Citizen Journalism with a Better Flavor
Volume XII, Issue X
Post card of a wire mill in Allentown Pennsylvania.
Revival and Renaissance in America
The 'other' weekly news magazine once featured the cover: "How America Learned to Sell Cars Again." We at THYME are a bit reluctant to see car sales as a barometer of a society's greatness. Economic indicators are important in measuring a society's health, to be sure, but they are not the truest measure. Politicians are quick to offer their prescription for a return to a robust economy. But many around us are looking for deeper answers to deeper problems. Of times like this it might well be said: "Therefore said he unto them, The harvest truly is great, but the labourers are few: pray ye therefore the Lord of the harvest, that he would send forth labourers into his harvest." -- Luke 10:2. Now more than ever, those who would stir men's hearts to higher, nobler aspirations are needed... men and women who understand where a society's true greatness really lies.
Concerned about the materialistic, acquisitive, corrupt world of an affluent society, they sought to confront her sins and establish her again as a light to the world. The year was 1769 and under the preaching of George Whitefield the English beginnings of the Great Awakening had their start. Soon it would change the fabric of American life as well. Following John and Charles Wesley to America, Whitfield joined his old Oxford classmates in changing the fabric of America.
Men like Jonathan Edwards took the message of redemption and made it personal. His sermon: "Sinners in the Hand of an Angry God" moved many to see the Gospel message in a personal way, not simply as academic material. The personalization of faith led men and women to change their ways and live in light of a redemptive message. Scholars may debate the amount of influence this movement had in the creation of the United States of America, but the fact that it had an influence is clear!
The late Eighteenth Century saw waves of revival. Camp meetings organized by preachers like James McGready brought the far scattered settlers together to confirm their commitment to personal and life-changing faith. Itinerant preachers spread the movement through the South among both those of both European and African ancestry. A massive interdenominational meeting at Cane Ridge, Kentucky, in 1801, marked the high point of the movement.
but by 1830 the movement had waned.
America's failings are well documented. Dark times such as the Cherokee Removal and a host of local rebellions show us that America was often prey to the baser nature of man. Modern historians tend to forget the perilous course of America's journey.
Our nation might have ended early in its founding when Continental Army soldiers, who had not been paid, were set to march on Philadelphia. They might have killed the representatives but for the intervention of their beloved leader, George Washington, who rode out to meet them.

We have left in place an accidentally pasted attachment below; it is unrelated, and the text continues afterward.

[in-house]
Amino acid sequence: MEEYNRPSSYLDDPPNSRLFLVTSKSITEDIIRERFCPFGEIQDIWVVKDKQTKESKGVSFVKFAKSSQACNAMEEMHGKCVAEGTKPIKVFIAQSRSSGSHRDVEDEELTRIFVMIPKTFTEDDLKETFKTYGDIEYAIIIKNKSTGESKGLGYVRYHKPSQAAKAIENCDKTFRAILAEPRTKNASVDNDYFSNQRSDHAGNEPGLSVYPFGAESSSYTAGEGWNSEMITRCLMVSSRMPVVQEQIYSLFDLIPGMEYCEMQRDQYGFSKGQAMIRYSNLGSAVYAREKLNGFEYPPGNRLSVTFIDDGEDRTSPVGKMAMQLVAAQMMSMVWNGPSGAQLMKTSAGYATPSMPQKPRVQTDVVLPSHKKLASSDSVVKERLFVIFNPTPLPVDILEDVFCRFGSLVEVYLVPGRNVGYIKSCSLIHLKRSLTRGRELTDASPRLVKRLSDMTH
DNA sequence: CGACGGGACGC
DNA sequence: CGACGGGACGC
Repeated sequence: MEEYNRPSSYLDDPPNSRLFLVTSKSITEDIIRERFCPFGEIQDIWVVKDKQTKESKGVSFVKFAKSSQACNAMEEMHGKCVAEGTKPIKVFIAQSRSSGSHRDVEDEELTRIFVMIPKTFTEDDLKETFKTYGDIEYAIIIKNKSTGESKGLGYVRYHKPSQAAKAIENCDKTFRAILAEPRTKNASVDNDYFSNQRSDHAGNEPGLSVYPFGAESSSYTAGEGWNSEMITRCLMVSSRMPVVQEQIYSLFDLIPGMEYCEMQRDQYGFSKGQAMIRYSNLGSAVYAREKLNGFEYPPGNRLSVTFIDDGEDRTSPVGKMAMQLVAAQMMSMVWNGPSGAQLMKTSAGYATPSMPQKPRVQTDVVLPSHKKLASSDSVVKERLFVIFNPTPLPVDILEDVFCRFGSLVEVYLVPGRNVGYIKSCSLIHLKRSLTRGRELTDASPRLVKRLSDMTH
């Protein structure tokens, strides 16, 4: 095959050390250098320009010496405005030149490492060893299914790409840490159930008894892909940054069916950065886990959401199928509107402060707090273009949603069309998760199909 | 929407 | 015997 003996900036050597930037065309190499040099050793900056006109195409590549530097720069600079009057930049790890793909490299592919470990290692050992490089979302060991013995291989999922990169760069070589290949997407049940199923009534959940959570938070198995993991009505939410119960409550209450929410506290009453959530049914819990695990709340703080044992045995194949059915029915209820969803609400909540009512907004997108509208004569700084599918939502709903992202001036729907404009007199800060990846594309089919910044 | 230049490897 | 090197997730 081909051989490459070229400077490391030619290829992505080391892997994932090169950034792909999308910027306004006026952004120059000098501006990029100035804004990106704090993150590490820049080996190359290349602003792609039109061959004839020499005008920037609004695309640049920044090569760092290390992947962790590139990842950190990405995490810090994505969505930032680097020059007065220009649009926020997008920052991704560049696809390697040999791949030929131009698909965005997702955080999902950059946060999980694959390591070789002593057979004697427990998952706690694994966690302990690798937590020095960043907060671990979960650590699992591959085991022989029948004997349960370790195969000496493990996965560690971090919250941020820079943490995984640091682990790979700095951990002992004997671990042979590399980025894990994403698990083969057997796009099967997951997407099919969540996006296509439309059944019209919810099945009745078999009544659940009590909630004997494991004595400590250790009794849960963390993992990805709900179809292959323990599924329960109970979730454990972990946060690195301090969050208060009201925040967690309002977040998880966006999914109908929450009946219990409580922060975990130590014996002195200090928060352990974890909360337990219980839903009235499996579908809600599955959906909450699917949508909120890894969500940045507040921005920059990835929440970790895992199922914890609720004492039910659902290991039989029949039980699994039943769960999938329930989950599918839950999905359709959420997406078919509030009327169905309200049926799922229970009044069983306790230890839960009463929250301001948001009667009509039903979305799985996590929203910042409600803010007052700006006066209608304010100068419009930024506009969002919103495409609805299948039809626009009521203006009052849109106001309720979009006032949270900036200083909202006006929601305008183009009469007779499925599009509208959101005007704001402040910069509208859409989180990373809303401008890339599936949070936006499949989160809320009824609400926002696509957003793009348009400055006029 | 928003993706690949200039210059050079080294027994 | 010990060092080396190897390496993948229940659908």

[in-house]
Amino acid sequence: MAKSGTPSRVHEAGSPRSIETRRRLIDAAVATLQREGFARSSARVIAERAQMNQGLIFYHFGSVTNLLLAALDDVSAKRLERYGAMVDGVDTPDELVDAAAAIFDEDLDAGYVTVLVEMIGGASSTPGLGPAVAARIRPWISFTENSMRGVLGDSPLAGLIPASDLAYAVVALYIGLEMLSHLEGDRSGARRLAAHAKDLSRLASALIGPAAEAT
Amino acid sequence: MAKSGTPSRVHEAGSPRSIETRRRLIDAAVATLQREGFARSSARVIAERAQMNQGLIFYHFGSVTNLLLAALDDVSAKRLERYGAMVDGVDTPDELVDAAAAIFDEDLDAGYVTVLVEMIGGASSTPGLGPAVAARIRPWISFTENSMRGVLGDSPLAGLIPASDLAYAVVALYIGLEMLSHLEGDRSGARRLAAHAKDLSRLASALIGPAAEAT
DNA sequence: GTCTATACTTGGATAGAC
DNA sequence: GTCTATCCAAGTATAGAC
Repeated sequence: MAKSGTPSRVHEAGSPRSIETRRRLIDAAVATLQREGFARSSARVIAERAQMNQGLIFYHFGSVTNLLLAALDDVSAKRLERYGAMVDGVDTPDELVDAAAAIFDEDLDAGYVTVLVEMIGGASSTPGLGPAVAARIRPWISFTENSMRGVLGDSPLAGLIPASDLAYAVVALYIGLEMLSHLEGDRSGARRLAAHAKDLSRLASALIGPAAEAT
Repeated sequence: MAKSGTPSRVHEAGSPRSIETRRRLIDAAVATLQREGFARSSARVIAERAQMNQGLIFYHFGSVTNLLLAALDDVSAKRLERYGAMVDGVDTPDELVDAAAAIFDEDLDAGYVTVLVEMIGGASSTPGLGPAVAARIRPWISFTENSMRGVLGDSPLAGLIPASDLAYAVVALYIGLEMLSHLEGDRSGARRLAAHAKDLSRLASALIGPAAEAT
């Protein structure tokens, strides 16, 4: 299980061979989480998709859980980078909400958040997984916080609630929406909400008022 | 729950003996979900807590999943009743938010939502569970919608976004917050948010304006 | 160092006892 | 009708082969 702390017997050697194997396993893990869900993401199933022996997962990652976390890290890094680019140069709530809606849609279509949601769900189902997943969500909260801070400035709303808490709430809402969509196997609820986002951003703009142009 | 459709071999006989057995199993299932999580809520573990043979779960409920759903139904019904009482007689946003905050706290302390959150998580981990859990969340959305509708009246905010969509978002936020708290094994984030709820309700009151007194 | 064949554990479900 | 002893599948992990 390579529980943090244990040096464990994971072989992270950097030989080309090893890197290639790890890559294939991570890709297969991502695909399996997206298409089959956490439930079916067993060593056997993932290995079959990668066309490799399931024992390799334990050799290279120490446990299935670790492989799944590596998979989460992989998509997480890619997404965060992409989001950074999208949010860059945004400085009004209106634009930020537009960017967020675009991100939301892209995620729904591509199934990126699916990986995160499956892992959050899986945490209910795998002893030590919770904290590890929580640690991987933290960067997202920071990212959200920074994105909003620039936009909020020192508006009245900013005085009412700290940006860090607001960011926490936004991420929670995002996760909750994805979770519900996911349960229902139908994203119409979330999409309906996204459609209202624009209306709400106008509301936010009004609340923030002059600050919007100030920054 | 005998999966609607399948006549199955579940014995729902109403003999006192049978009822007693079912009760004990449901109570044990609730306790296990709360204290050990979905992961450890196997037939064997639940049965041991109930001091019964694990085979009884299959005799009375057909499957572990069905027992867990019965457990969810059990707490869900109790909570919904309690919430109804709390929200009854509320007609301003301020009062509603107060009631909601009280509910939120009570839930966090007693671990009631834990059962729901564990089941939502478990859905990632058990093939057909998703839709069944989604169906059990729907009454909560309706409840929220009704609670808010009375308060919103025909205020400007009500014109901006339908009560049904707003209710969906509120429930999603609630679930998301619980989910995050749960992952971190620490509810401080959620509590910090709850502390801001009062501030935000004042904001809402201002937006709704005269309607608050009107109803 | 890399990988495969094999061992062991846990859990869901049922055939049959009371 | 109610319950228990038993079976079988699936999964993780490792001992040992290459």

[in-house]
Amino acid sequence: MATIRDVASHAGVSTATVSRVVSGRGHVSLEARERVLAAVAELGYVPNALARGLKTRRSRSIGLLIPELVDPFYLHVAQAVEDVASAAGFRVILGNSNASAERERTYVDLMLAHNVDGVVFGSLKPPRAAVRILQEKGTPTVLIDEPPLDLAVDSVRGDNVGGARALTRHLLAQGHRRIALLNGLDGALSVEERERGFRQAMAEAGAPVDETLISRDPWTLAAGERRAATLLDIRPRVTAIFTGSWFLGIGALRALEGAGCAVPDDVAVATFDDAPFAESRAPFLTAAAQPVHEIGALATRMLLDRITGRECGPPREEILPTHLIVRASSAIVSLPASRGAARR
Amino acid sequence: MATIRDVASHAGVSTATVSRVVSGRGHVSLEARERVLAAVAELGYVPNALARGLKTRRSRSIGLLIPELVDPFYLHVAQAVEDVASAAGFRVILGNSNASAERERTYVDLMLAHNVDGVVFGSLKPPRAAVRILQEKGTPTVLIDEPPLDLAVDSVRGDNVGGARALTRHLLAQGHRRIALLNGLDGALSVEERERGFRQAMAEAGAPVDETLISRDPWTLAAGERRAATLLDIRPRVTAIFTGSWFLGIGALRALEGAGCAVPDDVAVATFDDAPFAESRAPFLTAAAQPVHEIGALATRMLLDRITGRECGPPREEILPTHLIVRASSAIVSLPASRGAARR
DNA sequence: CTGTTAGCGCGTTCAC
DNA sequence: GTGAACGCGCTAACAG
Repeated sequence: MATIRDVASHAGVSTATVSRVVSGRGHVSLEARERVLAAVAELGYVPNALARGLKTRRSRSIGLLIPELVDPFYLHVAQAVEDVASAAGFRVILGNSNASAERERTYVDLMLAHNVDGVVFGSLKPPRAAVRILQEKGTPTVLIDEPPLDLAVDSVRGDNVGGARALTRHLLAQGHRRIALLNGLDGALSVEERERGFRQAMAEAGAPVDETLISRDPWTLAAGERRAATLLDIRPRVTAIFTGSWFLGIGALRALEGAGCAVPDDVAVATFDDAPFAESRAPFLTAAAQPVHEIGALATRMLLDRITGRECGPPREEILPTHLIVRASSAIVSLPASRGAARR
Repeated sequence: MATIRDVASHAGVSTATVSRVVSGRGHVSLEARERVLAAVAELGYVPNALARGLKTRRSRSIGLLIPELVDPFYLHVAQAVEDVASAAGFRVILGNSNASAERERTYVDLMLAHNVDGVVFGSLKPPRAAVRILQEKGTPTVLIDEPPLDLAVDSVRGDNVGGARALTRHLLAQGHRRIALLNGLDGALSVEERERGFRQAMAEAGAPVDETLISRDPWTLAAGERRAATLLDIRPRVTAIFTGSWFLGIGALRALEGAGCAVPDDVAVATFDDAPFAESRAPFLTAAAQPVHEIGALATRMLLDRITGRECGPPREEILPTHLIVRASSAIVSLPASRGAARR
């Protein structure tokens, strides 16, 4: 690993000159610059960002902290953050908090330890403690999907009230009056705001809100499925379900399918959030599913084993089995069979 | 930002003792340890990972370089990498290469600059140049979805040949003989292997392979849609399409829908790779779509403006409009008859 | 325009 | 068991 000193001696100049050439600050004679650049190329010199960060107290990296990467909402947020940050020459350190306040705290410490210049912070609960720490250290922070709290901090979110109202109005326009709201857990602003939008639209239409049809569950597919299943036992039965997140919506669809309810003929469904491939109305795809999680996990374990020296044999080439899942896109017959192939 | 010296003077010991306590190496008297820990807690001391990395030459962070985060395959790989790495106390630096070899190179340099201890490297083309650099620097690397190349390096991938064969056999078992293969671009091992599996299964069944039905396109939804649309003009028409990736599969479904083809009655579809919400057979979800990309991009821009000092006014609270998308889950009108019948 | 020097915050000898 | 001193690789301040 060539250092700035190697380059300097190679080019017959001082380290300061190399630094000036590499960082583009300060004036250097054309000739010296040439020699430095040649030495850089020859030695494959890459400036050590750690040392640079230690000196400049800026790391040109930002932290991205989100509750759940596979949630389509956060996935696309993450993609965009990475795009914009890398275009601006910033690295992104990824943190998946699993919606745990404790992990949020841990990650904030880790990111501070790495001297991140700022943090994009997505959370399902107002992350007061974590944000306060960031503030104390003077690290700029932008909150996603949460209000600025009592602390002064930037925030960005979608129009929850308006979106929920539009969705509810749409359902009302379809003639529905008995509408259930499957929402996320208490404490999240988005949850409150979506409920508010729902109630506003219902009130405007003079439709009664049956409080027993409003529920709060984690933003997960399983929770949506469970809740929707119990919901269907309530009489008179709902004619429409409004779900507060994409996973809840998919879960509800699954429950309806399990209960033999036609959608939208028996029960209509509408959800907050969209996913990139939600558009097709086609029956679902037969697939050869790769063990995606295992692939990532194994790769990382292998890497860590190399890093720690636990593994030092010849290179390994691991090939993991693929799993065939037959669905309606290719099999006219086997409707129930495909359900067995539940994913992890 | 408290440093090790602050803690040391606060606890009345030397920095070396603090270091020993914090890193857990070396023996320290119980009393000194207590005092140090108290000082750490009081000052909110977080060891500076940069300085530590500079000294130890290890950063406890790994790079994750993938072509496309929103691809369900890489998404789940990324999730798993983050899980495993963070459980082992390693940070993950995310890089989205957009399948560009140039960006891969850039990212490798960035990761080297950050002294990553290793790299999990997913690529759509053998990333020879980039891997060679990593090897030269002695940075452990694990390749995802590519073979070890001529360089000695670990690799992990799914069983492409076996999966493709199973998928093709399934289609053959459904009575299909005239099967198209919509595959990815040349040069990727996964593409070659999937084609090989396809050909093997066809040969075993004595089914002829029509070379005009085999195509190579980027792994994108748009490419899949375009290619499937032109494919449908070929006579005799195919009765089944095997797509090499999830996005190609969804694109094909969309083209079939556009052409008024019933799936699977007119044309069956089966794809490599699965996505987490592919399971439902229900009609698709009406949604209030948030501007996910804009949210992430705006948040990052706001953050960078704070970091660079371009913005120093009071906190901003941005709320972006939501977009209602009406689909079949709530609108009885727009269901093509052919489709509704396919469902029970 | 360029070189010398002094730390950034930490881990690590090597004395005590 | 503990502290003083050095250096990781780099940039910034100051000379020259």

The shots fired on Fort Sumpter might have been the end of our United States as well. Indeed the 1860's saw a divided landscape and untold carnage at places like Antietem. Great cities such as Richmond and Atlanta were destroyed, their citizens displaced, their economies ruined.
Men like Dwight L. Moody spoke into the darkness. Moody's revivals are legend.
Mill building in Allentown as shown on an old post card.
Modern times saw two great wars in Europe that threatened to engulf all of human civilization. Untold horrors were seen by the liberators of the death camps. Men like Billy Graham and his son Frankin rose to speak into our times. Local Pastor Chuck Balsamo just published his book: Make Me a Legend [click to read]. Troubled times are nothing new. Pastor Balsamo seeks to inspire today's generation to step up and pray and participate in the dream of a better tomorrow. Indeed, a historical thread exists that suggests that the great American nation was built largely by a lot of people who, in the words of Hebrews 11 [1.], were "seeking a better Kingdom."
A factory in today's Allentown as American industry awaits renewal.
The America I Love
Historical Mural, Crozet, Virginia: The Monacans were the first inhabitants of the region...
...followed by the settlers of the Big Survey. The railroad, engineered by Claudius Crozet, for whom the town is named, linked the region to the West.
Today Crozet is a growing community in Central Virginia. Venerable institutions such as Crozet Hardware continue to serve the people of an ever changing town.
6th District Candidates
2 years ago